Plasmid_Backbone

Part:BBa_K3781102

Designed by: Nicolas Bayer   Group: iGEM21_TU_Kaiserslautern   (2021-10-09)


pICH41258

MocloMania

This basic part categorizes as a plasmid backbone and renders the commercially available, pUC19-derived E. Coli expression plasmid named pICH41258. It was originally created by Weber et al. in 2011 and is part of a plasmid library specifically adapted to Modular Cloning assembly. Within the Modular Cloning system, it functions as a Level 0 plasmid backbone for genetic parts destined to occupy the B3 cloning position.[1]

pICH41258 consists of a high-copy number E. Coli origin of replication as well as a gene mediating spectinomycin resistance and a lacZ-alpha gene that enables blue-white screening of successful clones. These features make it suitable for fast and efficient replication in transformed E. Coli.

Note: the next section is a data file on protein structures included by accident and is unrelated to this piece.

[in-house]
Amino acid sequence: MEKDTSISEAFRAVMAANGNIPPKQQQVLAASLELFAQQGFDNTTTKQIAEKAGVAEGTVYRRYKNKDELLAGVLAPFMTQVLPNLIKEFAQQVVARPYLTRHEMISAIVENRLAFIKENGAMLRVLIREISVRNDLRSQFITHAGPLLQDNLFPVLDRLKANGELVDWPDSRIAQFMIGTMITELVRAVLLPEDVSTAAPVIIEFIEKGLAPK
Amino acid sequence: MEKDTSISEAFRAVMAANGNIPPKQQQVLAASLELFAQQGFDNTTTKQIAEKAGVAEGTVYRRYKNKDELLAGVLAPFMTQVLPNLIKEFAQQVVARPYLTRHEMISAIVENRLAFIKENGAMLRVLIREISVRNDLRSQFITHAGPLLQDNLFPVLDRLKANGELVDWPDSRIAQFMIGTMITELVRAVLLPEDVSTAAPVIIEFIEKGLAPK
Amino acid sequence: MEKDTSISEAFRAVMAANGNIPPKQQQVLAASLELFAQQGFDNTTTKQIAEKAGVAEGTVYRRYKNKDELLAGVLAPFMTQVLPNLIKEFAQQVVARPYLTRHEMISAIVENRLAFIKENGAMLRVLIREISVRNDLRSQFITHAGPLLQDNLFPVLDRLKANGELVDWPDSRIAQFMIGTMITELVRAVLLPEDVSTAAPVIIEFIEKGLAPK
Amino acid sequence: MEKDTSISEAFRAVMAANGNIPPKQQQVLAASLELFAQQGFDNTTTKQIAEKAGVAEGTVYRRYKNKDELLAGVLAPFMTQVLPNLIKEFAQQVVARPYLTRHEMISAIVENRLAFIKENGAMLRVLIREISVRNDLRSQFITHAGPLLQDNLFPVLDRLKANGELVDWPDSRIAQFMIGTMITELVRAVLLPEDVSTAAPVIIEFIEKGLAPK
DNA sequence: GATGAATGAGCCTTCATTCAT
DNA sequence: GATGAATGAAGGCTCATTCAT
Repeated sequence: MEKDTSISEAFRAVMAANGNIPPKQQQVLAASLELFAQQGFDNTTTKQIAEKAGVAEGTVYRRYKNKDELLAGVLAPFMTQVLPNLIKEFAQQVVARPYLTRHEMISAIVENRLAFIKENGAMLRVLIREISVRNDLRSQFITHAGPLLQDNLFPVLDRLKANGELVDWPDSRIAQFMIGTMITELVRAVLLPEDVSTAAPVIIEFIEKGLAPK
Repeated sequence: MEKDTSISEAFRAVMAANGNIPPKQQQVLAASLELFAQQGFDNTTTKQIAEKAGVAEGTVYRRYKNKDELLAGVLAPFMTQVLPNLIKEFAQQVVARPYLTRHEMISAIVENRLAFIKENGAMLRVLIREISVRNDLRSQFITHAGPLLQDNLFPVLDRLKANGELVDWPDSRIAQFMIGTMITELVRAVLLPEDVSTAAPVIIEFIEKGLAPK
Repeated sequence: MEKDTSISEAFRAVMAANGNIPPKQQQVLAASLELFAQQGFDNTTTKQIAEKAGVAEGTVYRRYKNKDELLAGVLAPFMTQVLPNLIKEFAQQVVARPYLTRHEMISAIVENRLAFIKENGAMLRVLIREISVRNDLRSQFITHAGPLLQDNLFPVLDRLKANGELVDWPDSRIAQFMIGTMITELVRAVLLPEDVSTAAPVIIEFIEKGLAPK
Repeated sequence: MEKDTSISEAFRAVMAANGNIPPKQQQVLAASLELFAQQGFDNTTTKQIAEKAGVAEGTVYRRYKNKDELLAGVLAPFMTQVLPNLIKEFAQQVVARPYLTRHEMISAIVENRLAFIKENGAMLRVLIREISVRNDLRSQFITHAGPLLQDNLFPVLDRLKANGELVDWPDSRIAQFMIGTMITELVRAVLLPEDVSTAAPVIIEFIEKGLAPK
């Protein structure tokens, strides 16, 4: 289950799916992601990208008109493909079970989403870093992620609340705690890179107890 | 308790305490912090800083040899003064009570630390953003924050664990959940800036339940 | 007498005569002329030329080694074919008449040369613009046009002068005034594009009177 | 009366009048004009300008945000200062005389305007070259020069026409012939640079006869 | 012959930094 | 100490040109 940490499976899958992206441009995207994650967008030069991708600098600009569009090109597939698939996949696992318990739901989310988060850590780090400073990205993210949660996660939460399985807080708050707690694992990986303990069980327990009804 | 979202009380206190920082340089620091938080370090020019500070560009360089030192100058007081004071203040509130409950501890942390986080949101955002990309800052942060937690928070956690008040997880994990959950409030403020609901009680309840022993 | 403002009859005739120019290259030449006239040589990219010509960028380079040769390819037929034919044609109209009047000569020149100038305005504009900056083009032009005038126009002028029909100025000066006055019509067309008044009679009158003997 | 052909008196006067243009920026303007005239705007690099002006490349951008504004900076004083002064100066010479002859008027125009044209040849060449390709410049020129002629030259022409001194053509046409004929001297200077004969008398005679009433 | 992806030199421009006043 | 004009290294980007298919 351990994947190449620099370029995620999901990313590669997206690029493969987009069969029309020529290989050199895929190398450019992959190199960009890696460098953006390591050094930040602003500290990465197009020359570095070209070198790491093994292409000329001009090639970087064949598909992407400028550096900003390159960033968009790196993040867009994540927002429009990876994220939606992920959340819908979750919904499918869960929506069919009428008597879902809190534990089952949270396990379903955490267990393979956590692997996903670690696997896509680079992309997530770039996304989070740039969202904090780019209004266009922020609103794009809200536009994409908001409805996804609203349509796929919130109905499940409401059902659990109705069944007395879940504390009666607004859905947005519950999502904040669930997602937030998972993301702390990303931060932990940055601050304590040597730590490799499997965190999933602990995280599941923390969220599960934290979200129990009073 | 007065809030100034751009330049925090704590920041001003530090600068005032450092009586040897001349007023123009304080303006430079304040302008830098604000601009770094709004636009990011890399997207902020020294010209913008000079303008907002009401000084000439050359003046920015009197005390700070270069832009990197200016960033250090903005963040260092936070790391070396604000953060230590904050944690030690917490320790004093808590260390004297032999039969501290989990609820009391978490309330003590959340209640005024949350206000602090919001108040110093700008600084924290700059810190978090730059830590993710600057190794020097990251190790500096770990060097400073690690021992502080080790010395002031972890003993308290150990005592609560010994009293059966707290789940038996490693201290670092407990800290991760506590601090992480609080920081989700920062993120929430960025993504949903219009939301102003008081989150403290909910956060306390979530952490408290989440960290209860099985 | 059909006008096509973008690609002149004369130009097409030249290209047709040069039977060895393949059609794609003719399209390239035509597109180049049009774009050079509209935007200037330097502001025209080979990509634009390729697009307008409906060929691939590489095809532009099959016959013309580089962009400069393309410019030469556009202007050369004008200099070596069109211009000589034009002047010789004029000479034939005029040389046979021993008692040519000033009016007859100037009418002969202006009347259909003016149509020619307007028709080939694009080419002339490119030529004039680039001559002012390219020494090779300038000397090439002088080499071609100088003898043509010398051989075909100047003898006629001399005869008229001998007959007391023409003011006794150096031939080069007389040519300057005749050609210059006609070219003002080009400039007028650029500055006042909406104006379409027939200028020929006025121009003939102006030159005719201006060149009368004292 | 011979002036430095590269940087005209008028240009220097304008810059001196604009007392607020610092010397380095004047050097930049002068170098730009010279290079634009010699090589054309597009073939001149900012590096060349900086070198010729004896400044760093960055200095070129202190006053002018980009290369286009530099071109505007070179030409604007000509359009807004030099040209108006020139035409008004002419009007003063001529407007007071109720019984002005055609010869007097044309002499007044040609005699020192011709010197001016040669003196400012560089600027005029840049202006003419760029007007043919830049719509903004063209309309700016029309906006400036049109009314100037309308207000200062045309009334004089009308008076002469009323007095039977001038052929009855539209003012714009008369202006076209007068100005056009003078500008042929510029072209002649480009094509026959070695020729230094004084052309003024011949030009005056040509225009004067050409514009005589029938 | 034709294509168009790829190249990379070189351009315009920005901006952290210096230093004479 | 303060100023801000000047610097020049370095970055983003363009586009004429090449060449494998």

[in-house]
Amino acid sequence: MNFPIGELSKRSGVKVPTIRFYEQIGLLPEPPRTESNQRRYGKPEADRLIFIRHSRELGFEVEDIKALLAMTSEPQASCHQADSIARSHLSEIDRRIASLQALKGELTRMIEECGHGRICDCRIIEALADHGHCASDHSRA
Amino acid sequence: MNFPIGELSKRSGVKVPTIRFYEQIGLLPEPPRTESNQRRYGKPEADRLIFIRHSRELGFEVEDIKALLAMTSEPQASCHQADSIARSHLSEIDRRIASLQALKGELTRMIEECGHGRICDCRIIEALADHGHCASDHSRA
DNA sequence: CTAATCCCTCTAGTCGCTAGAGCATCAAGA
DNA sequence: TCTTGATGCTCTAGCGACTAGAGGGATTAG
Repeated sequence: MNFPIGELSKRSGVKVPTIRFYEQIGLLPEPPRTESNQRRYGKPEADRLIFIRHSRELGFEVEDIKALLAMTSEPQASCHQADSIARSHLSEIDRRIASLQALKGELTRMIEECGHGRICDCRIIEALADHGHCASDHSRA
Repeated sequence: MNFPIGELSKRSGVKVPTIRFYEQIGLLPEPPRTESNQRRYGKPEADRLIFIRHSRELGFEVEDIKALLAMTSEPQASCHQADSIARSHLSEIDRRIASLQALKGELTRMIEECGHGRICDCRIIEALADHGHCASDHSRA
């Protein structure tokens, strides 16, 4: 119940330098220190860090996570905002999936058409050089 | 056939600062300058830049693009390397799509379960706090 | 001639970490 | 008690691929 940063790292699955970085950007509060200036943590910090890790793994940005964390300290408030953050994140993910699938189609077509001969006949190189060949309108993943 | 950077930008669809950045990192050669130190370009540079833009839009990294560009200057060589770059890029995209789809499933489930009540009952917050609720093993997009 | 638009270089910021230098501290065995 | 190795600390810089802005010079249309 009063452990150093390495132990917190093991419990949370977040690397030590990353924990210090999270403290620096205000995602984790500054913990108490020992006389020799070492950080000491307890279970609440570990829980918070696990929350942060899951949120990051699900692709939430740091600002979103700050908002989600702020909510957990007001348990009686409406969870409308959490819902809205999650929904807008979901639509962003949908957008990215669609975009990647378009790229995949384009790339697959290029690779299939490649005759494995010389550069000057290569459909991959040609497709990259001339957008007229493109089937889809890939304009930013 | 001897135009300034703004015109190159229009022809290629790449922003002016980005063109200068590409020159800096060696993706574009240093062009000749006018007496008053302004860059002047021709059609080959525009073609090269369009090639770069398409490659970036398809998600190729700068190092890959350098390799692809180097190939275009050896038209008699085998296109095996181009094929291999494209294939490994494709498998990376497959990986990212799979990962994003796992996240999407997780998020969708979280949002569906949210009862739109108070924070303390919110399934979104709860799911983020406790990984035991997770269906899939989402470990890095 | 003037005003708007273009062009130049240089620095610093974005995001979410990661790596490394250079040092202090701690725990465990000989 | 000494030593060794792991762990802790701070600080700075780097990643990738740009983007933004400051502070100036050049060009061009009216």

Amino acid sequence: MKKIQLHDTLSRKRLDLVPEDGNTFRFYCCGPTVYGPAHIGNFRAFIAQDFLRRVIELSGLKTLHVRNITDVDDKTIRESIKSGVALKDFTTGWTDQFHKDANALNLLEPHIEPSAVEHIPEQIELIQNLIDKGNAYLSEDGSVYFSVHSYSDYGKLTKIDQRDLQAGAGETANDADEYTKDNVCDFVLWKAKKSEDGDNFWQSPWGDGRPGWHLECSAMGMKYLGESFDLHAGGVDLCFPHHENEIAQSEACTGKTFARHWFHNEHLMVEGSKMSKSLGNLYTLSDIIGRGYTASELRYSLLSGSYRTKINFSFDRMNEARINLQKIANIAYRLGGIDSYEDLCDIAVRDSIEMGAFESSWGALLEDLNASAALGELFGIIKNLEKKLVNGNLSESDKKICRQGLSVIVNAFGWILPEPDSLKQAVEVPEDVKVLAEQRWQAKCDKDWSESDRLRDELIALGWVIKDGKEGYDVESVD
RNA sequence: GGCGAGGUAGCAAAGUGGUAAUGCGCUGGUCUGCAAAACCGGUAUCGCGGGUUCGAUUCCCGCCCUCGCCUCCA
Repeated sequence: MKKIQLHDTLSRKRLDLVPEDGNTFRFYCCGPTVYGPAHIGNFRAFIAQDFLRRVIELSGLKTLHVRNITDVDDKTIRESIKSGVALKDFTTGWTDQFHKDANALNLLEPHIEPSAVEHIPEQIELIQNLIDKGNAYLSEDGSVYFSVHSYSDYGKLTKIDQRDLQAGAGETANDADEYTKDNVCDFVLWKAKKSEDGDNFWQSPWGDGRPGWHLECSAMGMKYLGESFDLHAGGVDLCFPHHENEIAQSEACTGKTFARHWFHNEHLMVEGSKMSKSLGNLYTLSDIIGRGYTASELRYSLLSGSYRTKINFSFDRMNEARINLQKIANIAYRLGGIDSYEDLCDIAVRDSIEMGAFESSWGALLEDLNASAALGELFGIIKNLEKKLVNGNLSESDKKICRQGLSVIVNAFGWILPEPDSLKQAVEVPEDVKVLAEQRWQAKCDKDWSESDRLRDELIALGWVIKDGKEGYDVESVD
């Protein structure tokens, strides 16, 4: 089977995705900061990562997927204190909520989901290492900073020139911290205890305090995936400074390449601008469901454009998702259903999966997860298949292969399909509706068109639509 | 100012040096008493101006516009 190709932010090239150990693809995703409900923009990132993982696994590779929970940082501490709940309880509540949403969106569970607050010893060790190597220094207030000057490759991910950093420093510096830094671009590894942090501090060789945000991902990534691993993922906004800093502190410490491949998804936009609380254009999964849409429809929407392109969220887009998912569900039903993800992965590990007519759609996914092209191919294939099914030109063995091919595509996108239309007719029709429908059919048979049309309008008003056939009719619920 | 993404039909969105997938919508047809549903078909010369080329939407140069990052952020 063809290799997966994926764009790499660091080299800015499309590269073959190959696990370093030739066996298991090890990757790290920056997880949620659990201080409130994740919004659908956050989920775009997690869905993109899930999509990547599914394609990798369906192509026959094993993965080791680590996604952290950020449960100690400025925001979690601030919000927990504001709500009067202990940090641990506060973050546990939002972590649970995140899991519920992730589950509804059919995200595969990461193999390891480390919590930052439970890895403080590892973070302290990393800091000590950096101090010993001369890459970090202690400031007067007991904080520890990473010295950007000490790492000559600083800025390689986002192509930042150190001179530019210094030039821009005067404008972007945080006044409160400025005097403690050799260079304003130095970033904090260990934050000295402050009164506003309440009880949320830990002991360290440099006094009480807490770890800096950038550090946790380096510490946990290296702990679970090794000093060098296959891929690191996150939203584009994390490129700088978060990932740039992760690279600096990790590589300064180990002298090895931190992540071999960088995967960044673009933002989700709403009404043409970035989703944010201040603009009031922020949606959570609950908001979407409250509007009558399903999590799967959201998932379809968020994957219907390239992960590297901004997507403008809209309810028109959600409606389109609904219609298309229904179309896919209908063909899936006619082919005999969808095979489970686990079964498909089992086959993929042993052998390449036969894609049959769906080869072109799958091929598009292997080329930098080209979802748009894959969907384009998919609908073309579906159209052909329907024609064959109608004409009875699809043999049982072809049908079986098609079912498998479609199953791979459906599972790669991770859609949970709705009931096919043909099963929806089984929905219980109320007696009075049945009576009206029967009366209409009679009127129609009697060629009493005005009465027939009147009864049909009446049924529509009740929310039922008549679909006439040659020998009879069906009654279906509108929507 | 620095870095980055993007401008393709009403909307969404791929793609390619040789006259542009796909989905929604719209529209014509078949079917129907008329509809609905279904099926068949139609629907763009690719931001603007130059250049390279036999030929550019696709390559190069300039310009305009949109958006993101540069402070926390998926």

What sets this plasmid apart from other conventional bacterial expression vectors is that its lacZ-alpha region is flanked by two invertedly oriented BbsI restriction sites. Upon digestion of the plasmid with BbsI, they generate a specified set of four nucleotide overhangs that match the overhangs found in a B2-destined MoClo basic part. Thus, if both part and plasmid are digested in a one-tube reaction, the basic part will insert into the plasmid in its pre-defined orientation. Upon part insertion, the lacZ-alpha fragment is irreversibly replaced, so resulting colonies can be easily screened for the desired genetic construct. Furthermore, the BbsI recognition sites flanking the lacZ-alpha fragment are facing outward, meaning that they themselves are located within the part that will be excised. Thus, once your part has inserted into the plasmid backbone, it cannot be re-digested and get lost again, allowing for restriction and ligation to happen simultaneously.